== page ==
The Affect Heuristic and Stock Ownership: A Theoretical Perspective
59 Pages Posted: 15 Jan 2017 Last revised: 20 Apr 2018
Date Written: March 24, 2018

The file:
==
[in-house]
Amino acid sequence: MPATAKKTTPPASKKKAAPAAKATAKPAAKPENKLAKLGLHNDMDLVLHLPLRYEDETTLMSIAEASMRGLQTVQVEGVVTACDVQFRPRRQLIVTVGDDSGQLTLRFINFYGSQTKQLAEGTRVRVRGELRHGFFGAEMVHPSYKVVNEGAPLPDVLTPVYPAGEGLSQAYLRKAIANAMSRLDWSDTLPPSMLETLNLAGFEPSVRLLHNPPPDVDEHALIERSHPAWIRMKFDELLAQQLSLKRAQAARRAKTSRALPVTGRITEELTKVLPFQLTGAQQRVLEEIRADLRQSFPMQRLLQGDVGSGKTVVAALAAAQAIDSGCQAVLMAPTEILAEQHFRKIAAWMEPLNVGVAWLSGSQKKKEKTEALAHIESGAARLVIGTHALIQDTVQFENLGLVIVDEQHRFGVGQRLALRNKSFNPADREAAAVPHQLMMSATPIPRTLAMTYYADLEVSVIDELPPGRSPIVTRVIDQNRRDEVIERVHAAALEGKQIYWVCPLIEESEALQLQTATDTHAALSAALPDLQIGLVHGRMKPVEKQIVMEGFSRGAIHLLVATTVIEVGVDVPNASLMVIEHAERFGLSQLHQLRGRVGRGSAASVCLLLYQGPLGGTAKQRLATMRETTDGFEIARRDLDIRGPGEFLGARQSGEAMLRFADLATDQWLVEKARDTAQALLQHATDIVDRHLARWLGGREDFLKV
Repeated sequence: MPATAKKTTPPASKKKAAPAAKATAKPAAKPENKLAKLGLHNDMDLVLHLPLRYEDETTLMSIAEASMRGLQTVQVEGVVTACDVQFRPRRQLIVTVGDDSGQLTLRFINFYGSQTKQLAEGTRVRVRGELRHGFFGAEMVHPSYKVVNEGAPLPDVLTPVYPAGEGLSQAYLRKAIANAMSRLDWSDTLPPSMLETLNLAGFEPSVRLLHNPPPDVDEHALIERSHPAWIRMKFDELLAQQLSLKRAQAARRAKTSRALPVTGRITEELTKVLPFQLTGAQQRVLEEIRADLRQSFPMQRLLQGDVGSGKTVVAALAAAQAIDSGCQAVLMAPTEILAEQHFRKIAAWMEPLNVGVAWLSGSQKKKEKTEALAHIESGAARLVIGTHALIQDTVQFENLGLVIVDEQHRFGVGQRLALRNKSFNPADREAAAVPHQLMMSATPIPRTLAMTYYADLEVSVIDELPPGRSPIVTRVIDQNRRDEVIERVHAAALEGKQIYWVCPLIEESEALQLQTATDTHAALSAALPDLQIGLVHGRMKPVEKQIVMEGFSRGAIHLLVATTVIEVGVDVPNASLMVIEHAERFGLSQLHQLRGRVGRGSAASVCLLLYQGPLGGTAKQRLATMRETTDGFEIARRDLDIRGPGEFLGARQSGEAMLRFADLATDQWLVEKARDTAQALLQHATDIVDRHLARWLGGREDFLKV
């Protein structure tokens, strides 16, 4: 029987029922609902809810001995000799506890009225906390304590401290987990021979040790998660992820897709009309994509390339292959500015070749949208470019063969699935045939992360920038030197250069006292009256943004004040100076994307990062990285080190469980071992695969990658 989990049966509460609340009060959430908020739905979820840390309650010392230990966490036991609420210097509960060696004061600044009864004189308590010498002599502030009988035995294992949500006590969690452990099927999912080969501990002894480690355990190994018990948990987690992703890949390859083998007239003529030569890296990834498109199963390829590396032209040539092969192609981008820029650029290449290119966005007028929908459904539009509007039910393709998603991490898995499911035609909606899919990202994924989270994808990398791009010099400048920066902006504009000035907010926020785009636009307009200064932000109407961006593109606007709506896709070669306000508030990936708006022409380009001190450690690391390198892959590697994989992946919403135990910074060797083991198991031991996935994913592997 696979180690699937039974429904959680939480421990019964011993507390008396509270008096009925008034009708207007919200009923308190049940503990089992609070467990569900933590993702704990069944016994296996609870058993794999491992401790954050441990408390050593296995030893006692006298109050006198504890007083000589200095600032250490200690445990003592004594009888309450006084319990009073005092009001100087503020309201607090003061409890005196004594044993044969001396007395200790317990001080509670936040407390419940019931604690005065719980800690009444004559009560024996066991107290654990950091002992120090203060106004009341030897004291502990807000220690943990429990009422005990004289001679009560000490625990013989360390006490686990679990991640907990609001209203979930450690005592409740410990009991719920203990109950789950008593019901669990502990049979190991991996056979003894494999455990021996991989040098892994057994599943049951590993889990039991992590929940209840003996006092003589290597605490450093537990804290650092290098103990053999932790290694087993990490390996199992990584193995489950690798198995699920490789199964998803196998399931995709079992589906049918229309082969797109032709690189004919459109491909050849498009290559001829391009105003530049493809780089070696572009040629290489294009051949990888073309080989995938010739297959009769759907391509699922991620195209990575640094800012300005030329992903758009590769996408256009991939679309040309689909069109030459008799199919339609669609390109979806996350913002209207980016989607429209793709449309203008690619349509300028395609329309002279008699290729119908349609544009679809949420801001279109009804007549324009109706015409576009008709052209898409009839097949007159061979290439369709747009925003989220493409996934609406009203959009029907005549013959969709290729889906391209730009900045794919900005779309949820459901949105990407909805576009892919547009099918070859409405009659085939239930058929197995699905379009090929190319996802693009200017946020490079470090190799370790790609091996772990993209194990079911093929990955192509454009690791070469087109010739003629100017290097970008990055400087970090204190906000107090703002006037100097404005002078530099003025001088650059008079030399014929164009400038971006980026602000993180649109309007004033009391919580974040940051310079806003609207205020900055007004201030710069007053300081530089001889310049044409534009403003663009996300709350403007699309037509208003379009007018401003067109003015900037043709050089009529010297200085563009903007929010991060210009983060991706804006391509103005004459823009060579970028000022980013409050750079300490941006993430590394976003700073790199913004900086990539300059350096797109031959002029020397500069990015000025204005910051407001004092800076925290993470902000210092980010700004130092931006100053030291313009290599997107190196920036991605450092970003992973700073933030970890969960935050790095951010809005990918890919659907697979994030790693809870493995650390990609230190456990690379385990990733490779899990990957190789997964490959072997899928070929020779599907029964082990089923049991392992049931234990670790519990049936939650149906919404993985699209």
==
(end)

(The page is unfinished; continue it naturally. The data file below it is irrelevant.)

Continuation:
We consider a setting where owning stock confers direct utility due to an affect heuristic. Specifically, holding equity in companies with visible brands or environmentally conscious products yields positive consumption benefits, whereas investing in sin stocks yields the reverse. We find that stock prices deviate from expected fundamentals even when assets are in zero net supply. Stocks that yield high direct utility are, on average, more informationally efficient as they stimulate more entry into the market for these stocks and, consequently, more information collection. The analysis also accords with a value effect, high valuations of brand-name stocks, abnormally positive returns on sin stocks, volume premia in the cross-section of returns, proliferation of mutual funds and ETFs, and yields untested implications. If, as psychological literature suggests, agents derive greater utility from successful companies then asset prices react to public signals non-linearly, leading to booms and busts, as well as crashes and recoveries.
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